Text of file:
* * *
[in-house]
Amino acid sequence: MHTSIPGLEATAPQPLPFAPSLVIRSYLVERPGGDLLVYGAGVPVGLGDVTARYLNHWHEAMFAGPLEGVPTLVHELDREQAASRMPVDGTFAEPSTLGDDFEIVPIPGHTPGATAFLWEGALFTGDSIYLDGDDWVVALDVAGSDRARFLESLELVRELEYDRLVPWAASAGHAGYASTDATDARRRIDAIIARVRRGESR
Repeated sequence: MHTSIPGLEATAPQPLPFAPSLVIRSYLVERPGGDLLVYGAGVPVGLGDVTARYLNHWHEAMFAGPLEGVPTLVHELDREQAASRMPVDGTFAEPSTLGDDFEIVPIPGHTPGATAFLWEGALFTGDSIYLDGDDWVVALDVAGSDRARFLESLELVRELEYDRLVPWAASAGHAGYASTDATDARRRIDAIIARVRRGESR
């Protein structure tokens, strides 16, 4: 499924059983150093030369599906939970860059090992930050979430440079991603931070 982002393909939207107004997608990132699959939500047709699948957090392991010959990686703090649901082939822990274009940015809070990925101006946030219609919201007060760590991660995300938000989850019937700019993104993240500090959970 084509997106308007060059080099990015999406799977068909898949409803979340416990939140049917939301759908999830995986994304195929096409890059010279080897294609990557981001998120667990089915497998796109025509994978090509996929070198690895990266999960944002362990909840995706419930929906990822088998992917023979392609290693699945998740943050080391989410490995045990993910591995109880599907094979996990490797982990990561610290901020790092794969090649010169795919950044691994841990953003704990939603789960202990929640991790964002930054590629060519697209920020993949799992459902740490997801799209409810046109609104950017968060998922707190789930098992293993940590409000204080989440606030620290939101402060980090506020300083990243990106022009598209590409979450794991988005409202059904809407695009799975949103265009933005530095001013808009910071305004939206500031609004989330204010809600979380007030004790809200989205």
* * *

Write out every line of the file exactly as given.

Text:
[in-house]
Amino acid sequence: MHTSIPGLEATAPQPLPFAPSLVIRSYLVERPGGDLLVYGAGVPVGLGDVTARYLNHWHEAMFAGPLEGVPTLVHELDREQAASRMPVDGTFAEPSTLGDDFEIVPIPGHTPGATAFLWEGALFTGDSIYLDGDDWVVALDVAGSDRARFLESLELVRELEYDRLVPWAASAGHAGYASTDATDARRRIDAIIARVRRGESR
Repeated sequence: MHTSIPGLEATAPQPLPFAPSLVIRSYLVERPGGDLLVYGAGVPVGLGDVTARYLNHWHEAMFAGPLEGVPTLVHELDREQAASRMPVDGTFAEPSTLGDDFEIVPIPGHTPGATAFLWEGALFTGDSIYLDGDDWVVALDVAGSDRARFLESLELVRELEYDRLVPWAASAGHAGYASTDATDARRRIDAIIARVRRGESR
């Protein structure tokens, strides 16, 4: 499924059983150093030369599906939970860059090992930050979430440079991603931070 982002393909939207107004997608990132699959939500047709699948957090392991010959990686703090649901082939822990274009940015809070990925101006946030219609919201007060760590991660995300938000989850019937700019993104993240500090959970 084509997106308007060059080099990015999406799977068909898949409803979340416990939140049917939301759908999830995986994304195929096409890059010279080897294609990557981001998120667990089915497998796109025509994978090509996929070198690895990266999960944002362990909840995706419930929906990822088998992917023979392609290693699945998740943050080391989410490995045990993910591995109880599907094979996990490797982990990561610290901020790092794969090649010169795919950044691994841990953003704990939603789960202990929640991790964002930054590629060519697209920020993949799992459902740490997801799209409810046109609104950017968060998922707190789930098992293993940590409000204080989440606030620290939101402060980090506020300083990243990106022009598209590409979450794991988005409202059904809407695009799975949103265009933005530095001013808009910071305004939206500031609004989330204010809600979380007030004790809200989205």